Tuesday, March 13, 2012

Peace Book Club - 11/22/63

Our Peace Book Club met tonight to discuss our latest book, Stephen King's "11/22/63." It had been years since I read something by King, so I was glad to take him up again, although this offering from him was much different from the suspense-filled and horror-drenched books I've read in the past. Different, but good. There is plenty of suspense and many twists and turns, but it's more historical fiction than anything else.

11/22/63 is the date of Kennedy's assassination, of course, and King suggests in this book that this was a pivotal, world-changing event, and leads the reader to wonder what the world would be like had Kennedy lived. The main character in the book, Jake Epping, an English high school teacher living in 2011, is introduced to a rabbit hole by his friend, Al, an eccentric cook, which leads back to 1958. His friend stumbled onto this rabbit hole and had been using it for years to go back in time and explore, and to purchase hamburger at a ridiculously cheap price to bring back and offer cheap burgers at his diner. Over the years, it occurred to Al that maybe the rabbit hole could be used to change history, and eventually he arrives at the belief that changing what happened on 11/22/63 would change the world for the better in a drastic way. He sets out to do this himself, but becomes deathly ill with lung cancer and cannot complete his mission to stop Oswald's dirty deed, which is why he turns to his friend, Jake.

When you go through the rabbit hole and enter 1958, no matter how long you stay there, only two minutes have elapsed in 2011 time. And, each time you go back through the rabbit hole, a complete reset occurs, so that anything you've changed from a previous visit is undone. Jake goes through a few times and makes some changes to test things out before deciding to take up his dying friend's request to stay in the Land of Ago for the five years it will take to a) determine for sure if Oswald had acted alone to assassinate Kennedy, and b) to stop that from happening.

And, that's all I'm gonna tell you. :) If you want the rest of the story, you'll have to read the book, which is no easy undertaking, weighing in at nearly 850 pages. Our Peace Book Club gave everyone two months to complete it, and most of our members did so. What I will say is that this book offers much to ponder in the way of ethical dilemmas. If you knew that someone was going to do something evil and stopping that evil from occurring required you to commit evil yourself, would you do it? If you met the love of your life, would you be willing to let the world go to hell to be with her, or would you save the world and let her go? Is it okay, and even honorable, to lie and deceive in order to accomplish a greater good? Lots of stuff like that comes to the surface throughout the book.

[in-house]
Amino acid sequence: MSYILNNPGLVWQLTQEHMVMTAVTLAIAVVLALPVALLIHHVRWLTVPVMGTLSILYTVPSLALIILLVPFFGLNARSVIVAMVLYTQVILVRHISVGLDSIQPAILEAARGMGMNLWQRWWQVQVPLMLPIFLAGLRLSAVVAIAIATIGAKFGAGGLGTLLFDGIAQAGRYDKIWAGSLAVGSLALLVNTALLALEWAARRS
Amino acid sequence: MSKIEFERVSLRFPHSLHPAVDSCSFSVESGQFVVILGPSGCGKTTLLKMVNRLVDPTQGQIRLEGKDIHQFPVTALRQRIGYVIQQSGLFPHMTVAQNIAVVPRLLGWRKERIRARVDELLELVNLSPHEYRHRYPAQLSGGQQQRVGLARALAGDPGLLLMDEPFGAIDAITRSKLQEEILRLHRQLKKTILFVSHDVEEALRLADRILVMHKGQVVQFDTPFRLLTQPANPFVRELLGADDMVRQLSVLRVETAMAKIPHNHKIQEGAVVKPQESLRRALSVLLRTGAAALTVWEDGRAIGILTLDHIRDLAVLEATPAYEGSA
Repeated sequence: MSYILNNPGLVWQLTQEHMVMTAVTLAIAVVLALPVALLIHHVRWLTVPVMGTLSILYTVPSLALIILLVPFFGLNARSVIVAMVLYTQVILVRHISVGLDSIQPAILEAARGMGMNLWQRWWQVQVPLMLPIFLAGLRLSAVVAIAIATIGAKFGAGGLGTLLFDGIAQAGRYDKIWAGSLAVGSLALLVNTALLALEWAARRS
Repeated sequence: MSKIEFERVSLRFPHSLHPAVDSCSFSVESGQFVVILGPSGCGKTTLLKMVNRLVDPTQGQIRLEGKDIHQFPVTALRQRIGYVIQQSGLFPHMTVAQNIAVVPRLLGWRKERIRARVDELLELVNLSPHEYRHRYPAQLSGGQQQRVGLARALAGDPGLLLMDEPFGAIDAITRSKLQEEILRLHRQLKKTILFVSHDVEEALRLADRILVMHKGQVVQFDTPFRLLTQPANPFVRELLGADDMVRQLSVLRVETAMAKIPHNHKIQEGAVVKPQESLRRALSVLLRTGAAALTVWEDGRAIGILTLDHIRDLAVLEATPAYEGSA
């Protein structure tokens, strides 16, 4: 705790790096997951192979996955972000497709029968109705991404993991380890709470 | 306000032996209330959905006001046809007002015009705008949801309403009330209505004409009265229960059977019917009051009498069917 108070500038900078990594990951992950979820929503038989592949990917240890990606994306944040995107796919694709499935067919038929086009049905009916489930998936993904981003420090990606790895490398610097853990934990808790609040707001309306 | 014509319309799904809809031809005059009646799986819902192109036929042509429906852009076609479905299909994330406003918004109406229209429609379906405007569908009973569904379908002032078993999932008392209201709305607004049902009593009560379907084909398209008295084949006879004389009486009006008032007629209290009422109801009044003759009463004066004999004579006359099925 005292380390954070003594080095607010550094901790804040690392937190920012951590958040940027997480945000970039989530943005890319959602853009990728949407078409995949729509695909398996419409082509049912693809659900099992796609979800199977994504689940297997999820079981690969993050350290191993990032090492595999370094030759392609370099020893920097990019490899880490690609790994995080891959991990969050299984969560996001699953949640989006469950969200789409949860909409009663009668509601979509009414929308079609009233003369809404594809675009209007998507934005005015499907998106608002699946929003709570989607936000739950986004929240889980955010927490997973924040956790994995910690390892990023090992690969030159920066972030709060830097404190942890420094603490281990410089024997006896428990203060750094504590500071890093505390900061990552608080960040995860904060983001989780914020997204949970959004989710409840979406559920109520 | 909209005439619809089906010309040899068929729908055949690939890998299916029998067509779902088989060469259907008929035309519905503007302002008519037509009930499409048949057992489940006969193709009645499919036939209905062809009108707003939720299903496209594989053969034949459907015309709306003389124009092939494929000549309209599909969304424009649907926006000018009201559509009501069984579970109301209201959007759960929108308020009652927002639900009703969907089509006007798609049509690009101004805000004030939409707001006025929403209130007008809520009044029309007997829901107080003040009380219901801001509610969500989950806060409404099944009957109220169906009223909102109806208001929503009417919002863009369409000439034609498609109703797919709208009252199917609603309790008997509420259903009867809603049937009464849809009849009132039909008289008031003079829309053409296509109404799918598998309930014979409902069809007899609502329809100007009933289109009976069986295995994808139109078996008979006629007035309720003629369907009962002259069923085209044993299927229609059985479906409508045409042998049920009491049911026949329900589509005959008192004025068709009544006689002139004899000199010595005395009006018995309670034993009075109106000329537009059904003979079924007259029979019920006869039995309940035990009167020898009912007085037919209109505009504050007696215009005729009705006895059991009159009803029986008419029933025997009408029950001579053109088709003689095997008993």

I purposely stayed away from reading any reviews of the book before we met tonight, as I wanted to hear what our group thought of it and share what I thought of it before doing so. So, we had our discussion and we were really all on the same page. Everyone enjoyed the book very much, but the one criticism we all had was that it was about 300-400 pages too long, as King spent way too much time telling us about the movements of Oswald, his family, and his associates. Interestingly, after we had our discussion, we all read several reviews together and this was the same criticism shared by many - great book, but too much time on the reconnaissance of Oswald and company. It is obvious that King did TONS of research into Oswald's life in the years and months leading up to 11/22/63. It is also obvious that he didn't want a smidgen of that research to go to waste, as he spends over 300 pages having us follow Oswald around. For the first half of the book, it's a real page-turner, but when he gets to the Oswald reconnaissance part, it stalls. But, then, it picks back up again and ends in page-turning fashion.

Even so, it was well worth the read and I'd readily recommend this book. Our group always gives the books we read a rating between 1-5, and this one, after rounding up, received a 4. It really was a fun and thought-provoking read and King's talent enables the reader to get through the mundane section mentioned above relatively unscathed.

We decided that the book we'll read this month is the latest John Grisham offering, "The Litigators." Always fun to read Grisham; looking forward to it.

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